Celebrate the 40th anniversary of this timeless classic with a special edition featuring a new foreword by the author and a message that is as relevant today as when it was first published.
Since the late 1940s, Ray Bradbury has been revered for his works of science fiction and fantasy. With more than 4 million copies in print, Fahrenheit 451 -- originally published in 1953 -- remains his most acclaimed work:
"One of the most brilliant overall jobs of social satire."
"Frightening in its implications...Mr. Bradbury's account of this insane world, which bears many alarming resemblances to our own, is fascinating."
The New York Times
Fahrenheit 451 is the temperature at which book paper burns. Fahrenheit 451 is a short novel set in the (perhaps near) future when "firemen" burn books forbidden by the totalitarian "brave new world" regime. The hero, according to Mr. Bradbury, is "a book burner who suddenly discovers that books are flesh and blood ideas and cry out silently when put to the torch."
Today, when libraries and schools are still "burning" certain books, Fahrenheit 451 is a work of even greater impact and timeliness.
Guy Montag is a book-burning fireman undergoing a crisis of faith. His wife spends all day with her television "family," imploring Montag to work harder so that they can afford a fourth TV wall. Their dull, empty life sharply contrasts with that of his next-door neighbor Clarisse, a young girl thrilled by the ideas in books, and more interested in what she can see in the world around her than in the mindless chatter of the tube. When Clarisse disappears mysteriously, Montag is moved to make some changes, and starts hiding books in his home. Eventually, his wife turns him in, and he must answer the call to burn his secret cache of books. After fleeing to avoid arrest, Montag winds up joining an outlaw band of scholars who keep the contents of books in their heads, waiting for the time society will once again need the wisdom of literature.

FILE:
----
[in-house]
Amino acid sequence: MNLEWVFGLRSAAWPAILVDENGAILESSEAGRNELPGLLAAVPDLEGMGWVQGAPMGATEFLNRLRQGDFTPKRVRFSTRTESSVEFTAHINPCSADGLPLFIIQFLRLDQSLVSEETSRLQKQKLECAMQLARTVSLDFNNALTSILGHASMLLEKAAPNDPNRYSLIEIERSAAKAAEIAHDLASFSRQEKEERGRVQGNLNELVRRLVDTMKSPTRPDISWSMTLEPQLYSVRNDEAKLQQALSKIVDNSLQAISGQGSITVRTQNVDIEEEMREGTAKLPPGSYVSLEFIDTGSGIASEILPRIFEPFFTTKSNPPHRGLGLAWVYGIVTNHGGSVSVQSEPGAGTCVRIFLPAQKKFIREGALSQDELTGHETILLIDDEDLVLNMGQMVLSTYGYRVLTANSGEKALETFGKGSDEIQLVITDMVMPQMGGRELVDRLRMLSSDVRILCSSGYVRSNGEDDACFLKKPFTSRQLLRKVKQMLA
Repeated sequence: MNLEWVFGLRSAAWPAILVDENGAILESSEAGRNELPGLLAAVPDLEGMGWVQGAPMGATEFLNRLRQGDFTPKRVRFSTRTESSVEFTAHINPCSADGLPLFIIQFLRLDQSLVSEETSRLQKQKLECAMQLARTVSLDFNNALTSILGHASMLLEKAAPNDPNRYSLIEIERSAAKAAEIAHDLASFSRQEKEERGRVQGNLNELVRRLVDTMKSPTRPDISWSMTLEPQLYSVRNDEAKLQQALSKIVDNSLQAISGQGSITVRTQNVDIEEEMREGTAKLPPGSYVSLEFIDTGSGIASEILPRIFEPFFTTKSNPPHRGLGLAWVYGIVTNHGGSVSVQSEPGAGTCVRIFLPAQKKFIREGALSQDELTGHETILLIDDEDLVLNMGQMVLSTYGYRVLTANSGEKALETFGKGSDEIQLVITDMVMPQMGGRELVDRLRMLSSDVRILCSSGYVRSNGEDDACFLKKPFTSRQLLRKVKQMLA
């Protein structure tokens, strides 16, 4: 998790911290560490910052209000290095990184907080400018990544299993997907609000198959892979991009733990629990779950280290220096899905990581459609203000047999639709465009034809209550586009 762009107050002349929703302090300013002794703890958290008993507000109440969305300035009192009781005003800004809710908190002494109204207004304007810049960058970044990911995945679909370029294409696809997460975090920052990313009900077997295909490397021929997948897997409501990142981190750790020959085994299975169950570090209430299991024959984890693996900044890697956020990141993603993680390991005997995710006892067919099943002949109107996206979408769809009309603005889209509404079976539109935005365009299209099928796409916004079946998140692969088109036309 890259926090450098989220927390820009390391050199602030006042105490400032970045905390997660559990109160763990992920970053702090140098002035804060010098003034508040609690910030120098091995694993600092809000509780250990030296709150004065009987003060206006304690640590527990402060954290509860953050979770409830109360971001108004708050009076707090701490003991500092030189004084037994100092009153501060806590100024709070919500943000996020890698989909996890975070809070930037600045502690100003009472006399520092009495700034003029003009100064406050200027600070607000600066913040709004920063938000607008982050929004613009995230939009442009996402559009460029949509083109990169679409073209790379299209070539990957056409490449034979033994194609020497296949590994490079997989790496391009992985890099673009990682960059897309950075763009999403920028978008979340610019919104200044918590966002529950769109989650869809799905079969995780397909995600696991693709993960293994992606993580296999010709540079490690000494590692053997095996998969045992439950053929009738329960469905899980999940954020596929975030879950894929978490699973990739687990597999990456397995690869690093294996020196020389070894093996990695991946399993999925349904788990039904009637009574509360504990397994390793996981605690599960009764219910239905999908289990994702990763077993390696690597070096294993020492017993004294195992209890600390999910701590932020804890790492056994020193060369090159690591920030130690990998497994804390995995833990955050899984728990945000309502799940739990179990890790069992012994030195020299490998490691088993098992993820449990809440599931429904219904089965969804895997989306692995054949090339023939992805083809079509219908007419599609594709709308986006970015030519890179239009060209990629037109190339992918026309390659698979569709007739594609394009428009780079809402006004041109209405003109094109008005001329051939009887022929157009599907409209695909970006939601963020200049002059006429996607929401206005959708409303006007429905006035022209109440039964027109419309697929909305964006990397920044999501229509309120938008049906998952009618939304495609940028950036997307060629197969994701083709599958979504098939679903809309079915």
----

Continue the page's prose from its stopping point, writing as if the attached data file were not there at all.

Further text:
Bradbury--the author of more than 500 short stories, novels, plays, and poems, including The Martian Chronicles and The Illustrated Man--is the winner of many awards, including the Grand Master Award from the Science Fiction Writers of America. Readers ages 13 to 93 will be swept up in the harrowing suspense of Fahrenheit 451, and no doubt will join the hordes of Bradbury fans worldwide. --Neil Roseman